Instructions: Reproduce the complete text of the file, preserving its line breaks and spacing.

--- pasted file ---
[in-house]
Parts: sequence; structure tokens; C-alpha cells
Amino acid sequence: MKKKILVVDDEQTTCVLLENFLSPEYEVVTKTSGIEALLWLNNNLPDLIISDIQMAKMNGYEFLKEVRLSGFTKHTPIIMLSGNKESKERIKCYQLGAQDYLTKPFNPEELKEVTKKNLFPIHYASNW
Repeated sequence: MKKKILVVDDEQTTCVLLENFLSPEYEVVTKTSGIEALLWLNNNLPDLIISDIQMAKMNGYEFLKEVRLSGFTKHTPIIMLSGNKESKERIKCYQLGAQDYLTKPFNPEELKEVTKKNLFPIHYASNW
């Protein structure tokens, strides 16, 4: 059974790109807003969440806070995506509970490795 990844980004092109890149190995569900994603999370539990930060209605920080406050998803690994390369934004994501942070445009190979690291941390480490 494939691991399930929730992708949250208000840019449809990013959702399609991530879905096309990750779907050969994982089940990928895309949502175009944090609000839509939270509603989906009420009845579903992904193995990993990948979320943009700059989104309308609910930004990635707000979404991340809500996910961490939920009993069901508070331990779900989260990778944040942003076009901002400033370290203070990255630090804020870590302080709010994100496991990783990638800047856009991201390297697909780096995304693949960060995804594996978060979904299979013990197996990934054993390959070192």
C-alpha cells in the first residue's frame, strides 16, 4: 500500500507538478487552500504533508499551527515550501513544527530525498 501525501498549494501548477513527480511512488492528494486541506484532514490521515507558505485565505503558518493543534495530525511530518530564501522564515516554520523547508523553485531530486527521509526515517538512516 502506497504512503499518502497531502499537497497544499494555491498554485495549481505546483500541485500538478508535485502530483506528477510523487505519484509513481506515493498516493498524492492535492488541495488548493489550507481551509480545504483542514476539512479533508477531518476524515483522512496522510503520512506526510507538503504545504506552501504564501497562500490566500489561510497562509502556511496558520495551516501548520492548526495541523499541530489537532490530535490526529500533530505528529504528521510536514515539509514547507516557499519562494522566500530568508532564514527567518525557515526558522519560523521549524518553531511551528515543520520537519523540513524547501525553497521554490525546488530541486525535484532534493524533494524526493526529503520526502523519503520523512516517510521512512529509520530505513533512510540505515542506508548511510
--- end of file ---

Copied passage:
[in-house]
Parts: sequence; structure tokens; C-alpha cells
Amino acid sequence: MKKKILVVDDEQTTCVLLENFLSPEYEVVTKTSGIEALLWLNNNLPDLIISDIQMAKMNGYEFLKEVRLSGFTKHTPIIMLSGNKESKERIKCYQLGAQDYLTKPFNPEELKEVTKKNLFPIHYASNW
Repeated sequence: MKKKILVVDDEQTTCVLLENFLSPEYEVVTKTSGIEALLWLNNNLPDLIISDIQMAKMNGYEFLKEVRLSGFTKHTPIIMLSGNKESKERIKCYQLGAQDYLTKPFNPEELKEVTKKNLFPIHYASNW
């Protein structure tokens, strides 16, 4: 059974790109807003969440806070995506509970490795 990844980004092109890149190995569900994603999370539990930060209605920080406050998803690994390369934004994501942070445009190979690291941390480490 494939691991399930929730992708949250208000840019449809990013959702399609991530879905096309990750779907050969994982089940990928895309949502175009944090609000839509939270509603989906009420009845579903992904193995990993990948979320943009700059989104309308609910930004990635707000979404991340809500996910961490939920009993069901508070331990779900989260990778944040942003076009901002400033370290203070990255630090804020870590302080709010994100496991990783990638800047856009991201390297697909780096995304693949960060995804594996978060979904299979013990197996990934054993390959070192």
C-alpha cells in the first residue's frame, strides 16, 4: 500500500507538478487552500504533508499551527515550501513544527530525498 501525501498549494501548477513527480511512488492528494486541506484532514490521515507558505485565505503558518493543534495530525511530518530564501522564515516554520523547508523553485531530486527521509526515517538512516 502506497504512503499518502497531502499537497497544499494555491498554485495549481505546483500541485500538478508535485502530483506528477510523487505519484509513481506515493498516493498524492492535492488541495488548493489550507481551509480545504483542514476539512479533508477531518476524515483522512496522510503520512506526510507538503504545504506552501504564501497562500490566500489561510497562509502556511496558520495551516501548520492548526495541523499541530489537532490530535490526529500533530505528529504528521510536514515539509514547507516557499519562494522566500530568508532564514527567518525557515526558522519560523521549524518553531511551528515543520520537519523540513524547501525553497521554490525546488530541486525535484532534493524533494524526493526529503520526502523519503520523512516517510521512512529509520530505513533512510540505515542506508548511510